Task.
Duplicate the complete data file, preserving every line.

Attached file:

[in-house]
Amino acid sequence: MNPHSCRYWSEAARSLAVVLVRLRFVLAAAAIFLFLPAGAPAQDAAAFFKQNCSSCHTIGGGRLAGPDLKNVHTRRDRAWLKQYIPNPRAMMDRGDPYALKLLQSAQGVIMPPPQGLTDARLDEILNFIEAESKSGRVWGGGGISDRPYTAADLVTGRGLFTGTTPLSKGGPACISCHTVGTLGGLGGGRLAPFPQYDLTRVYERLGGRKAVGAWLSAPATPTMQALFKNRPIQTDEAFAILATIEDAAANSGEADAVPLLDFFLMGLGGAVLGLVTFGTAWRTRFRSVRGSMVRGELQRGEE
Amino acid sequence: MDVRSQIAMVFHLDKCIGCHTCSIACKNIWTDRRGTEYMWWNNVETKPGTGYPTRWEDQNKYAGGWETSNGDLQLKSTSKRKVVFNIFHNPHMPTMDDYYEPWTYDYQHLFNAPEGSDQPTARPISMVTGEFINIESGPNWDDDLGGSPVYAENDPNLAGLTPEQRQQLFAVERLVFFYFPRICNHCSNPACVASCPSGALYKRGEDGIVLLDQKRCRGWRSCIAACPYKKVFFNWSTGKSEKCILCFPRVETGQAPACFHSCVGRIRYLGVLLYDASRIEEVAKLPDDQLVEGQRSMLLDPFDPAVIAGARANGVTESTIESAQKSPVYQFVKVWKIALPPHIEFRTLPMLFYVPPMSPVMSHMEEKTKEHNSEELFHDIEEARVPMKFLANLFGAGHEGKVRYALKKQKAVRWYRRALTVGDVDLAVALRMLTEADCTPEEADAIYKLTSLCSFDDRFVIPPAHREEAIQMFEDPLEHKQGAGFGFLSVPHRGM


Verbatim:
[in-house]
Amino acid sequence: MNPHSCRYWSEAARSLAVVLVRLRFVLAAAAIFLFLPAGAPAQDAAAFFKQNCSSCHTIGGGRLAGPDLKNVHTRRDRAWLKQYIPNPRAMMDRGDPYALKLLQSAQGVIMPPPQGLTDARLDEILNFIEAESKSGRVWGGGGISDRPYTAADLVTGRGLFTGTTPLSKGGPACISCHTVGTLGGLGGGRLAPFPQYDLTRVYERLGGRKAVGAWLSAPATPTMQALFKNRPIQTDEAFAILATIEDAAANSGEADAVPLLDFFLMGLGGAVLGLVTFGTAWRTRFRSVRGSMVRGELQRGEE
Amino acid sequence: MDVRSQIAMVFHLDKCIGCHTCSIACKNIWTDRRGTEYMWWNNVETKPGTGYPTRWEDQNKYAGGWETSNGDLQLKSTSKRKVVFNIFHNPHMPTMDDYYEPWTYDYQHLFNAPEGSDQPTARPISMVTGEFINIESGPNWDDDLGGSPVYAENDPNLAGLTPEQRQQLFAVERLVFFYFPRICNHCSNPACVASCPSGALYKRGEDGIVLLDQKRCRGWRSCIAACPYKKVFFNWSTGKSEKCILCFPRVETGQAPACFHSCVGRIRYLGVLLYDASRIEEVAKLPDDQLVEGQRSMLLDPFDPAVIAGARANGVTESTIESAQKSPVYQFVKVWKIALPPHIEFRTLPMLFYVPPMSPVMSHMEEKTKEHNSEELFHDIEEARVPMKFLANLFGAGHEGKVRYALKKQKAVRWYRRALTVGDVDLAVALRMLTEADCTPEEADAIYKLTSLCSFDDRFVIPPAHREEAIQMFEDPLEHKQGAGFGFLSVPHRGM